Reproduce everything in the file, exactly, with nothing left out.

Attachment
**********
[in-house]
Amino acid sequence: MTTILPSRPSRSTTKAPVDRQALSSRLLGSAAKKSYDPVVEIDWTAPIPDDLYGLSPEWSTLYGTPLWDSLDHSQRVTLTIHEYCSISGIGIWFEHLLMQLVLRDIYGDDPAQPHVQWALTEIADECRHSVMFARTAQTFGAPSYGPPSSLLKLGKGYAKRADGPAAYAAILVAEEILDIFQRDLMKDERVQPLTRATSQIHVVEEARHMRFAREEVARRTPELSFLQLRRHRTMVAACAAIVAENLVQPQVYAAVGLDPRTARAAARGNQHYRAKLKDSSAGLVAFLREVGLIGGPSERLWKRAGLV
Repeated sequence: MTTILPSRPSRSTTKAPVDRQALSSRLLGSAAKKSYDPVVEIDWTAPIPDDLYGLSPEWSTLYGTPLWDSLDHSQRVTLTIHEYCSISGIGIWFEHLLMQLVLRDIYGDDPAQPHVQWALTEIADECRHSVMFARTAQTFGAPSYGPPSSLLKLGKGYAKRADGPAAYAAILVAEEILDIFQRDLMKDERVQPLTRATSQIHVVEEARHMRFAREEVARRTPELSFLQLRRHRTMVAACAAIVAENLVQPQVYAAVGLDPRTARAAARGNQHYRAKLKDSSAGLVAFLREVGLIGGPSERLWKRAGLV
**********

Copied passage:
[in-house]
Amino acid sequence: MTTILPSRPSRSTTKAPVDRQALSSRLLGSAAKKSYDPVVEIDWTAPIPDDLYGLSPEWSTLYGTPLWDSLDHSQRVTLTIHEYCSISGIGIWFEHLLMQLVLRDIYGDDPAQPHVQWALTEIADECRHSVMFARTAQTFGAPSYGPPSSLLKLGKGYAKRADGPAAYAAILVAEEILDIFQRDLMKDERVQPLTRATSQIHVVEEARHMRFAREEVARRTPELSFLQLRRHRTMVAACAAIVAENLVQPQVYAAVGLDPRTARAAARGNQHYRAKLKDSSAGLVAFLREVGLIGGPSERLWKRAGLV
Repeated sequence: MTTILPSRPSRSTTKAPVDRQALSSRLLGSAAKKSYDPVVEIDWTAPIPDDLYGLSPEWSTLYGTPLWDSLDHSQRVTLTIHEYCSISGIGIWFEHLLMQLVLRDIYGDDPAQPHVQWALTEIADECRHSVMFARTAQTFGAPSYGPPSSLLKLGKGYAKRADGPAAYAAILVAEEILDIFQRDLMKDERVQPLTRATSQIHVVEEARHMRFAREEVARRTPELSFLQLRRHRTMVAACAAIVAENLVQPQVYAAVGLDPRTARAAARGNQHYRAKLKDSSAGLVAFLREVGLIGGPSERLWKRAGLV